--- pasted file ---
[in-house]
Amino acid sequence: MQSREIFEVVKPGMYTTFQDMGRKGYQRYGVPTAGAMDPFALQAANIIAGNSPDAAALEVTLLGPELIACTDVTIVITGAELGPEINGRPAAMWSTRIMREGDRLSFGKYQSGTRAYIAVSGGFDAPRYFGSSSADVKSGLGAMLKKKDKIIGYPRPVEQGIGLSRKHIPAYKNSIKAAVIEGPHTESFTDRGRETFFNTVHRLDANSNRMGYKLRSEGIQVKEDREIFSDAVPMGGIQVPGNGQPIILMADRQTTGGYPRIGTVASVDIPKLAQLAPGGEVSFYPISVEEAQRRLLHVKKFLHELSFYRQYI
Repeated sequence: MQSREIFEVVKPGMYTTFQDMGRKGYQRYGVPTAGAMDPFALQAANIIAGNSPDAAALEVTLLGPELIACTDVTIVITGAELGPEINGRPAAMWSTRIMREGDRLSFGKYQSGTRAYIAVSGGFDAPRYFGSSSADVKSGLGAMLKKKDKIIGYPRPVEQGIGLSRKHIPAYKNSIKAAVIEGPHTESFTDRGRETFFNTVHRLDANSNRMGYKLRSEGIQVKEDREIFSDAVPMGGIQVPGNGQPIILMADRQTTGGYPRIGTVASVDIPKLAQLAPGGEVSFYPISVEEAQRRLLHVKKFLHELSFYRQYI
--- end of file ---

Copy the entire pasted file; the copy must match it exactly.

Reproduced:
[in-house]
Amino acid sequence: MQSREIFEVVKPGMYTTFQDMGRKGYQRYGVPTAGAMDPFALQAANIIAGNSPDAAALEVTLLGPELIACTDVTIVITGAELGPEINGRPAAMWSTRIMREGDRLSFGKYQSGTRAYIAVSGGFDAPRYFGSSSADVKSGLGAMLKKKDKIIGYPRPVEQGIGLSRKHIPAYKNSIKAAVIEGPHTESFTDRGRETFFNTVHRLDANSNRMGYKLRSEGIQVKEDREIFSDAVPMGGIQVPGNGQPIILMADRQTTGGYPRIGTVASVDIPKLAQLAPGGEVSFYPISVEEAQRRLLHVKKFLHELSFYRQYI
Repeated sequence: MQSREIFEVVKPGMYTTFQDMGRKGYQRYGVPTAGAMDPFALQAANIIAGNSPDAAALEVTLLGPELIACTDVTIVITGAELGPEINGRPAAMWSTRIMREGDRLSFGKYQSGTRAYIAVSGGFDAPRYFGSSSADVKSGLGAMLKKKDKIIGYPRPVEQGIGLSRKHIPAYKNSIKAAVIEGPHTESFTDRGRETFFNTVHRLDANSNRMGYKLRSEGIQVKEDREIFSDAVPMGGIQVPGNGQPIILMADRQTTGGYPRIGTVASVDIPKLAQLAPGGEVSFYPISVEEAQRRLLHVKKFLHELSFYRQYI